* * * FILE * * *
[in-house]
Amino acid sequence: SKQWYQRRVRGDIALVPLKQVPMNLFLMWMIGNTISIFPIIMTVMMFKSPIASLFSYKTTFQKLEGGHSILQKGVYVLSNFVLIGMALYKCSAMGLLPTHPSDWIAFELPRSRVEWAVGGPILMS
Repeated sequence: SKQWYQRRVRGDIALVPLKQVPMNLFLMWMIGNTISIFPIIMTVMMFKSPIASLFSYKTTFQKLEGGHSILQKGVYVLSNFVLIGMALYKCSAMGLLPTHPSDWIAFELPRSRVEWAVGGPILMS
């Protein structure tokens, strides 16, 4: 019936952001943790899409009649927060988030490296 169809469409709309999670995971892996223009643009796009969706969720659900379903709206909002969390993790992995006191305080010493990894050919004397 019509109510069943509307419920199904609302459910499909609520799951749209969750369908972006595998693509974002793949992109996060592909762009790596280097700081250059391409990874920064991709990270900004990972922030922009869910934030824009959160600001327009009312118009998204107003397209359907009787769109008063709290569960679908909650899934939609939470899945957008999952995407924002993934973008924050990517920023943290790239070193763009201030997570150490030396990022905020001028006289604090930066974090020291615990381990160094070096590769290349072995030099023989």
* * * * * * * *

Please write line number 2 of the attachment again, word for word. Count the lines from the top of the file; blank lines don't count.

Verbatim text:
Amino acid sequence: SKQWYQRRVRGDIALVPLKQVPMNLFLMWMIGNTISIFPIIMTVMMFKSPIASLFSYKTTFQKLEGGHSILQKGVYVLSNFVLIGMALYKCSAMGLLPTHPSDWIAFELPRSRVEWAVGGPILMS